Lalsalu is a novel by Syed Waliullah published in 1948 by Comrade publishers. It is a classic of modern Bengali literature. Waliullah was conferred Bangla Academy Award for this debut novel in 1961. By 1981 the book’s 10th edition was published. Lalsalu, was inspired by a shrine covered with red cloth that he would often pass when he lived in Mymensingh. Waliullah is often considered the pioneer of existential analysis of the characters psyche in the literature of Bangladesh. This is part 1 of a two part translation covering roughly the act 1 of the novel.
(I wrote this for Rochelle Wisoff’s FridayFictioneers as a 100 word story. But the premise and the themes demanded expansion.)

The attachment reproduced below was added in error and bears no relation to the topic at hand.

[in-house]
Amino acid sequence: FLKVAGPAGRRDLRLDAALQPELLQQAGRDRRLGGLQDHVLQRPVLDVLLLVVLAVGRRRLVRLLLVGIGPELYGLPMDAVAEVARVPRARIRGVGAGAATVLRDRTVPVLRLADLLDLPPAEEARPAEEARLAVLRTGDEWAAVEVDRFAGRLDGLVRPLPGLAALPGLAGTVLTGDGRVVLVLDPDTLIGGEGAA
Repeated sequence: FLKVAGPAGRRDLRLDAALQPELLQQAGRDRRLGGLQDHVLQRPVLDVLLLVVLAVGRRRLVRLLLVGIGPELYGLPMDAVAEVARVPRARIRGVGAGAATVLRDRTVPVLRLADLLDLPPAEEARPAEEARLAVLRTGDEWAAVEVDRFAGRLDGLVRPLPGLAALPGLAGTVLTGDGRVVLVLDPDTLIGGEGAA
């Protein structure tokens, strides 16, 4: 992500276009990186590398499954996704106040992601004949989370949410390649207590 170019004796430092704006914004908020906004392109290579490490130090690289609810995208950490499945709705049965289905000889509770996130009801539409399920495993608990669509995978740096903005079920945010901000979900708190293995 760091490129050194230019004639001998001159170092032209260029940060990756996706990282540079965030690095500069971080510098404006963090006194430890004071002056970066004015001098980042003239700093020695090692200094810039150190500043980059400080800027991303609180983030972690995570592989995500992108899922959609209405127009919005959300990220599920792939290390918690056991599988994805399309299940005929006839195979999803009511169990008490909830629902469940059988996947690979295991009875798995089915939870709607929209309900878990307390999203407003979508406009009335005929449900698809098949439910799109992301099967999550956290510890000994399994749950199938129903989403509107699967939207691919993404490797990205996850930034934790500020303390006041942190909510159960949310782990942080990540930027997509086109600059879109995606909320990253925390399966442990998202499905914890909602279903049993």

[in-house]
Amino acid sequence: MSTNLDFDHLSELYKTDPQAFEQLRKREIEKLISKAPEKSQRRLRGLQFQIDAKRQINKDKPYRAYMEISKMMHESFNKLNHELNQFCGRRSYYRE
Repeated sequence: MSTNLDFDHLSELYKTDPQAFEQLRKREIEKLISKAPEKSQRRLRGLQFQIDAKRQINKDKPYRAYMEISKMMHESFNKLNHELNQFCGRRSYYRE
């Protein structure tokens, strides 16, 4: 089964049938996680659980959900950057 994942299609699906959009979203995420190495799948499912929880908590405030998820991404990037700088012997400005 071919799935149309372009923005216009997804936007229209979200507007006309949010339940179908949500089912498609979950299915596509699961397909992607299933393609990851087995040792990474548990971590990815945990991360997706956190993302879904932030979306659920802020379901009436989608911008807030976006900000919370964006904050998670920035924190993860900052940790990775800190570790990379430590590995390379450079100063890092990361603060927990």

The old man first sees the boy on the front stairs. Later that day he was seen wandering the halls of the old Zamindar Bari by Piku…
When I got out on the road the sky was already in the process of hiding behind the veil. The wind hadn’t started yet. A premature twilight was falling. I walked hard and tried not to fall in any open manhole or drain in the gloom. This alley I was in was one of the …
I used to watch the empty old house from my window; two stories tall and moss-covered. My nanny said it was an old palace of a Hindu Jamindar. My friends said a witch lived in it. My parents never answered.
I dreamed of it in the bewitching hours. In my dream I flew, underneath everything small like toys. Then I was hovering over the ancient house. Three smiling girls clad in white robes rose from its dark green womb to meet me.
When they demolished it they found long hairs and bones. Adults spoke words like war, army and torture.